One speaker suggested that the local councils in question had not fully realised they were locked in to a mayoral model until too late, and that there had then been attempts to draft the terms of the devolution deal to tie the hands of the new mayor as far as possible. This is worrying, since for the Tees Valley deal (and any potential future Greater Newcastle deal) to work, the new metro mayors will have to form effective working relationships with the leaders of the councils across their region, who will sit on a leadership group chaired by the mayor as well as scrutinising mayoral spending plans and other decisions.

A further layer of complexity derives from the police areas, which do not align with the geography of the devolution deals. There are three police forces in the North East: Northumbria (covering areas 1 and 2), Durham (areas 3 and 4), and Cleveland (areas 5-8). Durham therefore spans the NECA and Tees Valley areas. Again this contrasts with London and Manchester, where there is a single police area that aligns with the geography of the wider city region. This fact made it easier for the London Mayor to take on responsibility for the Metropolitan Police in 2012. In Greater Manchester, the new mayor will likewise absorb the Police and Crime Commissioner (PCC) functions from May 2017. This will not happen in the north east, where directly elected PCCs will continue to exist alongside the new Tees Valley mayor and whatever emerges in and around Newcastle.

Money troubles

Money was also on the minds of many. One speaker identified the loss of EU structural funds as a result of Brexit as a key factor contributing to the rejection of the NECA deal, especially since the vote to leave the EU follows several years of tight spending settlements for local government across the country. The additional monies promised by central government for infrastructure investment – £30m and £15m per year for 30 years the NECA and Tees Valley deals respectively – were also seen as insufficient. One speaker referred to the sum on offer as “a joke”.

Another question posed was how the government could guarantee extra funding for three decades – this was seen as a meaningless pledge since the political and fiscal context even three years hence cannot be predicted. The concern was that councils would find their budgets squeezed after having taken on additional spending responsibilities. In Tees Valley, it was suggested, the deal had passed despite, not because of, the extra money on offer. The big win was seen as the greater freedoms to join up budgetary and policy decisions that were currently siloed – for instance, ensuring that suitable transport infrastructure was created to meet the needs of new businesses investing in the region.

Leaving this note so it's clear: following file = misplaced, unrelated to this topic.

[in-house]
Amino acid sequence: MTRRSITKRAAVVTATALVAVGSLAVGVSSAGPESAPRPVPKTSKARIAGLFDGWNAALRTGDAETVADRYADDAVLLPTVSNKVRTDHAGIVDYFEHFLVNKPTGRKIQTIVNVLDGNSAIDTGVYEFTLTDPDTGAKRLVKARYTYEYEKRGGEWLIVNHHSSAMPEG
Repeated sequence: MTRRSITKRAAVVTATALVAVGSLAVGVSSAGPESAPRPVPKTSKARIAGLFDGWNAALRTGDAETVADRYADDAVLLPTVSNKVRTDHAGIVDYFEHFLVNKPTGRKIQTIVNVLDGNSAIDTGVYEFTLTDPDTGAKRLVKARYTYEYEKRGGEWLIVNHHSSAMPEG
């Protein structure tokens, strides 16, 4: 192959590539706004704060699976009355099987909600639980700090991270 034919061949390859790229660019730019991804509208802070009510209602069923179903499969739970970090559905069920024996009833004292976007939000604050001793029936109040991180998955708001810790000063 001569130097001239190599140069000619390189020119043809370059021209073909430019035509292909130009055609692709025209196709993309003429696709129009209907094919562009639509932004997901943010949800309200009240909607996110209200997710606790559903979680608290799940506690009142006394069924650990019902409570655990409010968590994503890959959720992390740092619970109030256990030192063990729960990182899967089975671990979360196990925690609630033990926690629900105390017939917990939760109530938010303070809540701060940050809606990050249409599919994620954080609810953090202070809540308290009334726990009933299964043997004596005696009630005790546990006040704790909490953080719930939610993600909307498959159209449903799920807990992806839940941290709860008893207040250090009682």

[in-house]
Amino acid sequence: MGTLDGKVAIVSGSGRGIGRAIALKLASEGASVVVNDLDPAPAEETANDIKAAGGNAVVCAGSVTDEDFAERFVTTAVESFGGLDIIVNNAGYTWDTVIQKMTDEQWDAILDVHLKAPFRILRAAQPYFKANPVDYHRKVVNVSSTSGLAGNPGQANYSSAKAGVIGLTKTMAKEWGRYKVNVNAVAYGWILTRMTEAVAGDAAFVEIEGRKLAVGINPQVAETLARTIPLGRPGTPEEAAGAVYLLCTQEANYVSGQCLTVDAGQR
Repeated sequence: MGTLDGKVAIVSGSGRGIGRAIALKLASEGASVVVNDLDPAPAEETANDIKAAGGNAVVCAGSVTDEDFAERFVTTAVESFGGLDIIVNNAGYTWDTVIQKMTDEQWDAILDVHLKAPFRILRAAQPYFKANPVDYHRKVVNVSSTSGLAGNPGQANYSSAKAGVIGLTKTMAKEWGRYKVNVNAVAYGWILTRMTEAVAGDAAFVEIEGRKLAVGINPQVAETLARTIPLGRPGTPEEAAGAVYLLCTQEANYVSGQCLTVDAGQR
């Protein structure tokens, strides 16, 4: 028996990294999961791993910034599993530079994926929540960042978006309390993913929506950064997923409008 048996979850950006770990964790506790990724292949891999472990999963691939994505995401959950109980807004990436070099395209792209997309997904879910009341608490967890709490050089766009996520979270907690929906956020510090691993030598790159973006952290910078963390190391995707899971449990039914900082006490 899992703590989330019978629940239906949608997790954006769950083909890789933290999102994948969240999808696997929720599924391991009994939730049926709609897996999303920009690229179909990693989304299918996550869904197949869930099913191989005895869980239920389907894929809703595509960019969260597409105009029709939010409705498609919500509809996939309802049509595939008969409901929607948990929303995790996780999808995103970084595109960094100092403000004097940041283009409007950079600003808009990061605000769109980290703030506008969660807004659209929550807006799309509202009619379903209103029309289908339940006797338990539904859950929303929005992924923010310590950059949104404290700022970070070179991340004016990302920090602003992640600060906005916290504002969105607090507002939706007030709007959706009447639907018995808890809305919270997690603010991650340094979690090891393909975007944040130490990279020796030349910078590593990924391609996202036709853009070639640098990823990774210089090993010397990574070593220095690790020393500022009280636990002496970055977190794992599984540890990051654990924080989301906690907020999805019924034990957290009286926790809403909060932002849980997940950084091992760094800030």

The planned devolution of business rate revenue was also viewed warily. The proposed model will see revenue from non-domestic rates paid by medium and large companies retained by councils rather than being hoovered up and dished back out again by Whitehall. The full details of how this will work have yet to be confirmed, but the new system is expected to entail less redistribution than at present from richer to poorer areas.

Even in relatively economically successful parts of the north east, there appeared to be concern about the perverse incentives this reform would introduce, pushing local authorities to prioritise the building of large shopping centres and distribution centres, rather than encouraging the development of housing or small business. A further concern was that smaller authorities might be left highly dependent on one or two large local employers, who might choose to relocate at any time, leaving a hole in the budget that councils have little ability to fill.

The overall mood in the room was of cautious support for the principle of devolution and greater local decision-making combined with scepticism and concern about precisely how the devolution process was unfolding. Combined with the apparent ‘deprioritisation’ of devolution by the new UK government since the summer, one has to wonder whether this agenda is, once again, in danger of running out of momentum completely.

Map of the North East Region


Key: 1. Northumberland (county council); 2. Tyne and Wear metropolitan county, comprising – a. Newcastle Upon Tyne, b. Gateshead, c. North Tyneside, d. South Tyneside, e. Sunderland; 3. County Durham (county council); 4. Darlington; 5. Hartlepool; 6. Stockton-on-Tees; Redcar and Cleveland; 8. Middlesborough.

Map source: Dr Greg and Nilfanion. Contains Ordnance Survey data © Crown copyright and database right 2011 [CC BY-SA 3.0 (], via Wikimedia Commons.

Akash Paun is a Fellow of @instituteforgov, leading work on devolution. He is an expert adviser to British Academy's Governing England project.